Featured Course: ASIA 441B Masterworks of Chinese Fiction and Drama in Translation

Asia 441B Full Banner 1200 x370

Story of the Stone (石頭記, also known by its alternate title A Dream of Red Mansions, 紅樓夢) is the most accessible of China’s pre-modern novels for a variety of reasons we will explore during the semester.

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Winter 2017

ASIA441B Masterworks of Chinese Fiction and Drama in Translation - CHIN FIC&DRAM TR Sections

Reading of a classic novel or play, with attention to intellectual, social, and political subtexts as well as aesthetic dimensions and problems of interpretation.

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Jia Baoyu Presides Over a “Kingdom of Maidens” in Grand Prospect Garden

We will read the eighty chapters written by Cao Xueqin (1715-63), plus selected chapters from the forty-chapter sequel that was authored by a close relative or friend. In addition to lectures and class discussions based on assigned chapters, I will schedule debates on selected topics throughout the semester, because this is an open novel that can be understood from many contending perspectives.

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The Divine Attendant Stone and Crimson Pearl Flower in the Realm of the Goddess Nü Wa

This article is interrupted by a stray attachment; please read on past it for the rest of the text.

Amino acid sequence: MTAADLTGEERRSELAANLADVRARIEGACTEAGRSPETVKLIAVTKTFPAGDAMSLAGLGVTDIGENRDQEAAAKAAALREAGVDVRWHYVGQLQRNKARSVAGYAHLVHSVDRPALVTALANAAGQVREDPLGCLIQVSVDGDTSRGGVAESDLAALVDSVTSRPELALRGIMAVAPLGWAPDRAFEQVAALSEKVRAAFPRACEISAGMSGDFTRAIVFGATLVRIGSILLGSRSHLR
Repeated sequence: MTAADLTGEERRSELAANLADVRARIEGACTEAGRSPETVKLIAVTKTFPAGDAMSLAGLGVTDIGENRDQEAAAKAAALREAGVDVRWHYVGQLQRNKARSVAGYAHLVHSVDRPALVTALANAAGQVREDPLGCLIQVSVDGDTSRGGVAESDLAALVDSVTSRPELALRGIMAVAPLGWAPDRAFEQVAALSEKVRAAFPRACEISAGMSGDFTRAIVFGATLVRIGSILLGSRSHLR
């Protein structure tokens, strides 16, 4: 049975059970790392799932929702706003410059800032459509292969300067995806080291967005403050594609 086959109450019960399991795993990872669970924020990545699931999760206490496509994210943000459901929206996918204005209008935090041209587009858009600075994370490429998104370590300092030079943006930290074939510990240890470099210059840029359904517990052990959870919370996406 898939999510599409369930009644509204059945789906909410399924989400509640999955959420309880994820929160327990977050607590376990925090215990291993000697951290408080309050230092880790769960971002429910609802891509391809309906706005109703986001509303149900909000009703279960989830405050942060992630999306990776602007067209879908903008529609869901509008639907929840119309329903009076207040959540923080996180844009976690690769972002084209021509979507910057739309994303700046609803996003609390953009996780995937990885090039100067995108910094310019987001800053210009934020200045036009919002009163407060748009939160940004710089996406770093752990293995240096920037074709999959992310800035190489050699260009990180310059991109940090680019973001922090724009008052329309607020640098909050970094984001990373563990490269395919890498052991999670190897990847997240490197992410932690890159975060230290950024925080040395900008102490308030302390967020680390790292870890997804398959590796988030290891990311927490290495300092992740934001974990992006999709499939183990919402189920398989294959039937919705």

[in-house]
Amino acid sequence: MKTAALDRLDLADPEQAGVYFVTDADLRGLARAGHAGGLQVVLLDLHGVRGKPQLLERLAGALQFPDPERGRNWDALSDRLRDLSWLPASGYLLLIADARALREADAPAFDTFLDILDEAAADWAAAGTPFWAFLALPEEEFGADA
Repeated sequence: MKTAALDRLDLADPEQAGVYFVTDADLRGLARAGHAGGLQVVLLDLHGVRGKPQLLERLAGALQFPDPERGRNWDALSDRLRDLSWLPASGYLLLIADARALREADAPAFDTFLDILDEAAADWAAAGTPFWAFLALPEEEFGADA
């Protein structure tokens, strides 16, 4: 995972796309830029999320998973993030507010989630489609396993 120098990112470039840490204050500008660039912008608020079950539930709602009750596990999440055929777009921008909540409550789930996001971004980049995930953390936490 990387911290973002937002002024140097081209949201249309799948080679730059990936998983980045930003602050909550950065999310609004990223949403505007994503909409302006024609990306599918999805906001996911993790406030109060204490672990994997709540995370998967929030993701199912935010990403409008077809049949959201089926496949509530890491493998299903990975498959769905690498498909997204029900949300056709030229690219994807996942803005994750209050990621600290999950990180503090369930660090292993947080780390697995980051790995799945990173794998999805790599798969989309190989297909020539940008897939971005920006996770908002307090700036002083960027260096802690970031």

Other facets of this multidimensional narrative that will receive attention are its mythical superstructure, rich symbolism, and detailed depictions of daily life in a wealthy household in eighteenth-century China. We will also discuss Cao Xueqin’s provocative depiction of the novel’s female characters, who frequently outshine the men, and consider the paradoxical status of the novel’s central male, an adolescent boy who longs to be a girl.

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Baoyu and Daiyu Read The Story of the Western Wing (西廂記) in Grand Prospect Garden

Cao Xueqin considered writing The Story of the Stone as a play, and references to drama, and performances of drama, run through the novel. We will discuss how these references enrich the narrative, and also consider the “afterlives” of the novel, including a TV serialization produced in 1987 and an opera that will have its world premiere in San Francisco in September of 2016.

Story of the Stone feels modern to many readers because its author interrogates many aspects of his society, especially the rigid status hierarchies and gender norms of orthodox Confucian discourse. Yet Cao Xueqin was very much a product of his historical moment and not a proto-feminist and iconoclast, as is often said of him. By the time this course is over, students will have a more accurate idea of his achievement, and why this novel ranks among the great works of world literature. Depending on class size, I may schedule an optional extra meeting for students interested in reading portions of the novel in Chinese

Who will be teaching this course

Swatek photo 1Catherine Swatek has taught courses on pre-modern vernacular fiction and drama of China’s late imperial period (c. 1400-c. 1850). She is the author of Peony Pavilion Onstage: Four Centuries in the Career of a Chinese Drama (2002) and is currently working on a playwright from Suzhou named Li Yu (李玉. 1612-c. 1681), whose career spanned the Ming-Qing divide.